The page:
Dakota Holmes credits her dog Kato for driving off her attacker
Dakota Holmes, 27, was walking her dog Kato through Gray’s Park on Friday at 830pm when she sneezed.
A man who had already passed her from the opposite direction, then turned around and began spewing racist abuse about Covid-19. He was heard shouting “go back to China” before punching Holmes in the head twice, knocking her to the ground.
“When I turned around to face him, he started coming at me, yelling in my face and then he punched me, in the jaw, and then above my eye, my temple area,” Holmes said.
Kato, a 45kg Dogo Argentino started biting her attacker’s ankles. “If Kato thinks I’m in danger, he could do some damage,” Holmes said.
The attacker threatened to report Kato to authorities who would confiscate the dog because of it “being aggressive.”
“He somehow was trying to turn the story around, to him being the victim of the situation,” she said.
The attacker eventually ran off.
Holmes described her attacker as a Caucasian male about 180cm tall and weighing around 90kg. He was wearing a hat and dark jumper at the time.
This is not the first time Holmes has experienced racism against her ethnicity.
“I’ve been in situations like this before, being indigenous,” said Holmes. “I try not to get involved. I try not to say anything back … I think the only thing I said was ‘I’m not Asian, I’m indigenous, I’m from here, I’ve been here my whole life’.”
Anti-racism activist Fo Niemi said indigenous people in Canada are often mistaken for Asians. Niemi is the co-founder and executive director of the Montreal-based Centre for Research Action on Race Relations (CRARR).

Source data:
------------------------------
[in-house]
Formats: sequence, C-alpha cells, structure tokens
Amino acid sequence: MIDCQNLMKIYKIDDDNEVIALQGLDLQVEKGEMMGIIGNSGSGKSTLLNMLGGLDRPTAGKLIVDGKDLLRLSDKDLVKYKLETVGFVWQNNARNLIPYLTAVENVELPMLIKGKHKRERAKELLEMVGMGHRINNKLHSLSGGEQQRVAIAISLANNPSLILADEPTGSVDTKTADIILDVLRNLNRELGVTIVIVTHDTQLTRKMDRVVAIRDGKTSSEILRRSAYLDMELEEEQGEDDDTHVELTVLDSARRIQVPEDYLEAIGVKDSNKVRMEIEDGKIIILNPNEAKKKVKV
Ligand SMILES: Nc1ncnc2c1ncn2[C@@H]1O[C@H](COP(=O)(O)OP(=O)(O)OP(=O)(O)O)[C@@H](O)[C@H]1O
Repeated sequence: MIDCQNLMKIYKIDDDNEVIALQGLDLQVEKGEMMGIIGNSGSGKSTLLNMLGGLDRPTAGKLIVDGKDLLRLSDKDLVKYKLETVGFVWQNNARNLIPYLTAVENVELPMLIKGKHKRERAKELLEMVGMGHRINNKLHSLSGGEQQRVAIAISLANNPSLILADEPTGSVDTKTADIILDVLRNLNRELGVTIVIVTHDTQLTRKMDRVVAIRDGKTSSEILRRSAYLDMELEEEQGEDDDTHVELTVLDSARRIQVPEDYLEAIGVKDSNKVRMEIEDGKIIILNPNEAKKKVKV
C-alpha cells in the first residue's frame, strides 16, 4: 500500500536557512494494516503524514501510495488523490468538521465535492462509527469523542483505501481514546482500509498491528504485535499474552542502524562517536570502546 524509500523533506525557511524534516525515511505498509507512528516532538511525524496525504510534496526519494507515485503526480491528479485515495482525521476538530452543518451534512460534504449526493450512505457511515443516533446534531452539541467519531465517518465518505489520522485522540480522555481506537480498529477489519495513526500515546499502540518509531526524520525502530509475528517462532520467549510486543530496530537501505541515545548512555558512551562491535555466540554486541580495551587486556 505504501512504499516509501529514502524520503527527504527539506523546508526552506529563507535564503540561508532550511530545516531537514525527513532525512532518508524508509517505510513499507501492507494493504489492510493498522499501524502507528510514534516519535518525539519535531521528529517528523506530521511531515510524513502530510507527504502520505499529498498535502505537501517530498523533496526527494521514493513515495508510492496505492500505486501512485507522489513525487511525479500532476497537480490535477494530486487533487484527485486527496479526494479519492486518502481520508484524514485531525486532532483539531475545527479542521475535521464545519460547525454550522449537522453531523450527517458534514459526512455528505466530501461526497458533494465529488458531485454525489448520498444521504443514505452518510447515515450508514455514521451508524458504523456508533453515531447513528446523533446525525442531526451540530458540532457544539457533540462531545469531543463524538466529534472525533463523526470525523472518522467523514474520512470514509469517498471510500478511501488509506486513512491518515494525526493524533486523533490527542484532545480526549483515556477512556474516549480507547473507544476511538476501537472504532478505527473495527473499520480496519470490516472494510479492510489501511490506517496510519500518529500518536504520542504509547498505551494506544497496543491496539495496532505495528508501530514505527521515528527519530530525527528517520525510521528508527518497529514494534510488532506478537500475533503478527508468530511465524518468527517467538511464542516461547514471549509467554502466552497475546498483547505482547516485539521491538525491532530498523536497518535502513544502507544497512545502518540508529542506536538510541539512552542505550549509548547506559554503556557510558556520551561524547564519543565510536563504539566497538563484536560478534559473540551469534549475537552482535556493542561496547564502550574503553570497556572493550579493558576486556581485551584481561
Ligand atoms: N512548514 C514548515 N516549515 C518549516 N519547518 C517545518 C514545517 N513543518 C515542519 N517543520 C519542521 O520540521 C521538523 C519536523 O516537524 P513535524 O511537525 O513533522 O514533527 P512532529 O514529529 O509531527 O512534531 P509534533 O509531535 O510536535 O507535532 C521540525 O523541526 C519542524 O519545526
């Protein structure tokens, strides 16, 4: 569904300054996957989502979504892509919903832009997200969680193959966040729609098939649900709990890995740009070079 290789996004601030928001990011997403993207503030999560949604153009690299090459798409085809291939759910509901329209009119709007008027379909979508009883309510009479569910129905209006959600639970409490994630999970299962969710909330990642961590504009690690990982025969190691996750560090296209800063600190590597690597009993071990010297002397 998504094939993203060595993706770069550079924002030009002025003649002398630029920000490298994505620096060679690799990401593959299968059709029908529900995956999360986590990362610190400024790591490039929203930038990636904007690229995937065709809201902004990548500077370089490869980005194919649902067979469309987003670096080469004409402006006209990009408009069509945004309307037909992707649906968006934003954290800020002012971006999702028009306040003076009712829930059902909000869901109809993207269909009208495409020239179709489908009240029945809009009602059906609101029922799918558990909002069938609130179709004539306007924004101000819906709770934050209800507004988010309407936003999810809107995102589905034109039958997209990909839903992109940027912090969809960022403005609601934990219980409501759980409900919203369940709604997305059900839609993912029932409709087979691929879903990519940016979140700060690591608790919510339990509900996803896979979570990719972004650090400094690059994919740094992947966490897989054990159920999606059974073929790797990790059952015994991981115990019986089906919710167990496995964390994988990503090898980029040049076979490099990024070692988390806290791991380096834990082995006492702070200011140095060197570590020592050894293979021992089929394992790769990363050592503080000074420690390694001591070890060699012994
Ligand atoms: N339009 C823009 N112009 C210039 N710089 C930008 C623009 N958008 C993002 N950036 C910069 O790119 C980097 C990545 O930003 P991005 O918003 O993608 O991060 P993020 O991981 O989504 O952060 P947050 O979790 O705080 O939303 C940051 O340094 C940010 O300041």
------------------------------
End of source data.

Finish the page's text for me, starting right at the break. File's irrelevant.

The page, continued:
“Rising incidents and reports of anti-Asian racism and xenophobia can spread to other groups in Canada who look Asian, ranging from Inuit people to Latin Americans,” said Niemi.
“Hate spreads when people look for scapegoats and believe that they can act violently and hatefully towards others with impunity.”
Reflecting on her experience, Holmes expressed gratitude that it didn’t happen to someone else and urges other people to speak up about racist incidents.
“I’m kind of glad it happened to me and not someone else,” she said. “I’m used to it. It’s another day in my life … even though he got the race wrong, I’m still used to it.”
“The only reason I’m sharing this story is that racism is not OK. If anyone else experiences something like this they should speak out. We’re all in this together.”
Hate crimes towards Asians have been rising since the outbreak of the pandemic. A report by the Human Rights Watch has shown that Coronavirus is fuelling anti-Asian hate.
Crimes towards Asian Americans in Los Angeles have surged during the Coronavirus pandemic. Meanwhile, NYPD also issued its latest crime report, showing that crimes against Asian Americans were on the rise in April.
Most recently, a 57-year-old man was arrested in Wisconsin for racially abusing a group of Asian people.